06/19/2014 11:18 am ET Updated Aug 19, 2014

Are You Creating Poverty?

Last week, a remote acquaintance of mine said, "I would have read your book by now, but I keep waiting for you to give me an autographed copy." This was a disingenuous attempt to score a free copy, I knew, and sadly, I felt my defenses rally. After all, the book took me over a year to write, and she could easily afford a hundred. In the past I'd given plenty of books away in the name of promotion or just plain generosity, but found those gestures to be largely unappreciated. Discounted merchandise is undervalued. So I told her I'd be happy to autograph a copy when she gets one. And even though I had one in my car, I didn't give it to her. I hoard my own books.

We are all hoarding something. I know this because we are living in a culture of stagnation and poverty so saturated that at this point we're soaked. Since we view business and government as all-powerful, we blame them first, and why not? Jobs and money are scarce. But so are courtesy, service, enthusiasm, compassion, eagerness to please, and a long list of other virtues that are not limited to the business world. Whether we withhold something as concrete as money or as abstract as gratitude, doesn't matter. When we sense a shortage of something, we hoard it. When we hoard something, it blocks the flow of give and take, buy and sell. It also blocks the natural generosity of our higher nature. And that's when things get testy.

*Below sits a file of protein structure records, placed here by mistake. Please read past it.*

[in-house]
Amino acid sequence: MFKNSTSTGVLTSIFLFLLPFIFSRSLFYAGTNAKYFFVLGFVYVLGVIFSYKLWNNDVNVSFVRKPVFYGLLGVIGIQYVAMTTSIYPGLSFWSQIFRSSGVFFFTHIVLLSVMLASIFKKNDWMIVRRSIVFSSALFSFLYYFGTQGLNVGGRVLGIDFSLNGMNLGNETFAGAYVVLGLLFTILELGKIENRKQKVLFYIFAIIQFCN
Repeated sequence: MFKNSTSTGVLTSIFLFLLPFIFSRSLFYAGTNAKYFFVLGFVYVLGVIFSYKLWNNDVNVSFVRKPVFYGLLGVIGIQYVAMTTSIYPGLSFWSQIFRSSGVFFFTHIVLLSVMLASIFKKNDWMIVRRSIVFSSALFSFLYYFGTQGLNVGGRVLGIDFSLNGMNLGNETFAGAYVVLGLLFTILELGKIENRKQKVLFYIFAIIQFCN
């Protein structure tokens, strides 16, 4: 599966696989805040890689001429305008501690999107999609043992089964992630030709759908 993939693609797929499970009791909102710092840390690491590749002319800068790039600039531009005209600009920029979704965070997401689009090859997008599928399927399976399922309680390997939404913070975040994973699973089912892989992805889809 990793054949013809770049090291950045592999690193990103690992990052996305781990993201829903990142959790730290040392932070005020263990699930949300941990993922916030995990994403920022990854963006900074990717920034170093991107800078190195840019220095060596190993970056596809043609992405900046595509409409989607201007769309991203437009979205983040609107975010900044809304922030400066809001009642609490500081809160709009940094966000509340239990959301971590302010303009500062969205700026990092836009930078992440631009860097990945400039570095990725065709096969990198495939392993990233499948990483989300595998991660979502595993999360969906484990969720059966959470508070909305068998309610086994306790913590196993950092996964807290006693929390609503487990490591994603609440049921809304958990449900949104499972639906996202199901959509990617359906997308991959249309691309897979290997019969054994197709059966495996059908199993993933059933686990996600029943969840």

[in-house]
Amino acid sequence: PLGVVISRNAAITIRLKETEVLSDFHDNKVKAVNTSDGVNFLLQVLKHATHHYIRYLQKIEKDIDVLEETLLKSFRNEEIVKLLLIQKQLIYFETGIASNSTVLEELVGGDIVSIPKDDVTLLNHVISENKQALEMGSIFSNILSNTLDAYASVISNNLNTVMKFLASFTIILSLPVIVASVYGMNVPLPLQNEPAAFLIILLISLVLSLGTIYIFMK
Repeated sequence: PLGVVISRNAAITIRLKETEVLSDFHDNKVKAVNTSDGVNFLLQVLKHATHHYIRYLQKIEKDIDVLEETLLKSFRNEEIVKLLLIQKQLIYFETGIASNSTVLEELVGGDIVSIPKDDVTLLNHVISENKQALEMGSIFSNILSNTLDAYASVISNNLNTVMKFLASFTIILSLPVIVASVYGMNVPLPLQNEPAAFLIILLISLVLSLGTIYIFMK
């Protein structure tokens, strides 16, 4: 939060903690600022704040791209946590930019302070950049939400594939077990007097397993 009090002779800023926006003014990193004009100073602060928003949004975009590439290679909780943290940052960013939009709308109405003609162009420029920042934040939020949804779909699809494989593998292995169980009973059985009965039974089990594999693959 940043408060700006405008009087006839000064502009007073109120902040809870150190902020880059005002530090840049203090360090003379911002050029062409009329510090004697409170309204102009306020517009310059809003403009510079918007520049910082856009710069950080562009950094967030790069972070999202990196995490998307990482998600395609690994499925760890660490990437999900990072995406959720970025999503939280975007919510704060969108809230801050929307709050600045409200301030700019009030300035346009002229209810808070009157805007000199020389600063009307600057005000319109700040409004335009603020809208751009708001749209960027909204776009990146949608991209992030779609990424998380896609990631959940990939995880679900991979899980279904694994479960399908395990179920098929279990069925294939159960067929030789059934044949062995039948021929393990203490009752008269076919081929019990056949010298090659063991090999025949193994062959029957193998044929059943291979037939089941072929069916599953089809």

Sticking to the business model, there's no shortage of examples. Take the airline industry, where less begets even less. Pretty soon a full-price ticket will buy us a fold-up chair in baggage. Or the banking industry, where fees mount and service recedes on a regular basis. (Does anybody know where all the coin machines went?) Or the phone industry. Or cable. I could go on. The now embedded trend is to charge more for fewer services, even though in many cases these industries are generating unprecedented profits.

In cultures of poverty, we are (individually and collectively) affected more than we realize. We draw more boundaries. There is a you and a me, but no us. Our begrudging reflex to this absence of generosity perpetuates the cycle. We become self-protective. We gather more than we need out of fear there won't be enough. As a result, there's not enough. We hoard; we withhold. We hoard things we don't even realize we're hoarding like anger and resentment, hurling them like grenades at inappropriate and undeserving targets. We withhold compliments, assistance, and love. (We withhold books!) We use whatever deprivation we're experiencing ourselves -- money, time, health, patience, or tender loving care -- to justify the negative changes in our behavior. We're under pressure to pile everything up before the (imaginary) storm, failing to recognize that we are the storm -- that our behavior fuels it.